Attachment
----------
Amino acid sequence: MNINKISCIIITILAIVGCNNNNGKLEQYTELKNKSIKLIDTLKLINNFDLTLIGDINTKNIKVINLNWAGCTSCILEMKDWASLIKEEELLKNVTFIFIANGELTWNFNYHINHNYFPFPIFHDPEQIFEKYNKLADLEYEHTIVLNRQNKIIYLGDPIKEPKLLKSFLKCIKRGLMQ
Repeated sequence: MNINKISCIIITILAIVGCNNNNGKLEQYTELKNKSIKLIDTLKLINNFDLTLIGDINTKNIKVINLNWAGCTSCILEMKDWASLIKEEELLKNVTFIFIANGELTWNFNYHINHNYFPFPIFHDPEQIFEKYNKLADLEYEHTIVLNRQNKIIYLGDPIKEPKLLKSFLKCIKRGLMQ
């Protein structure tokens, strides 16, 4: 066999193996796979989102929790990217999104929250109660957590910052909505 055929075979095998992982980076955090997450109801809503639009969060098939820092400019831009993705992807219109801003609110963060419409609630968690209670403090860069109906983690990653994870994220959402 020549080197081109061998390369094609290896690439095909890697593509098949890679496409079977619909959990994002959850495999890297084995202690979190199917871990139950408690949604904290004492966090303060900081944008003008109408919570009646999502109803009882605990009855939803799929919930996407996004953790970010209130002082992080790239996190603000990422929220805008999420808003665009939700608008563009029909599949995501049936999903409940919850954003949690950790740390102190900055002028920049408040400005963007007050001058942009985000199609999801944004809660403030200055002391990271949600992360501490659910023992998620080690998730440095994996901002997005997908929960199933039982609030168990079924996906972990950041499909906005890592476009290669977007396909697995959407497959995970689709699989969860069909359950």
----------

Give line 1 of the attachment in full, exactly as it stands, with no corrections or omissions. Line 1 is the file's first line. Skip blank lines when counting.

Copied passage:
Amino acid sequence: MNINKISCIIITILAIVGCNNNNGKLEQYTELKNKSIKLIDTLKLINNFDLTLIGDINTKNIKVINLNWAGCTSCILEMKDWASLIKEEELLKNVTFIFIANGELTWNFNYHINHNYFPFPIFHDPEQIFEKYNKLADLEYEHTIVLNRQNKIIYLGDPIKEPKLLKSFLKCIKRGLMQ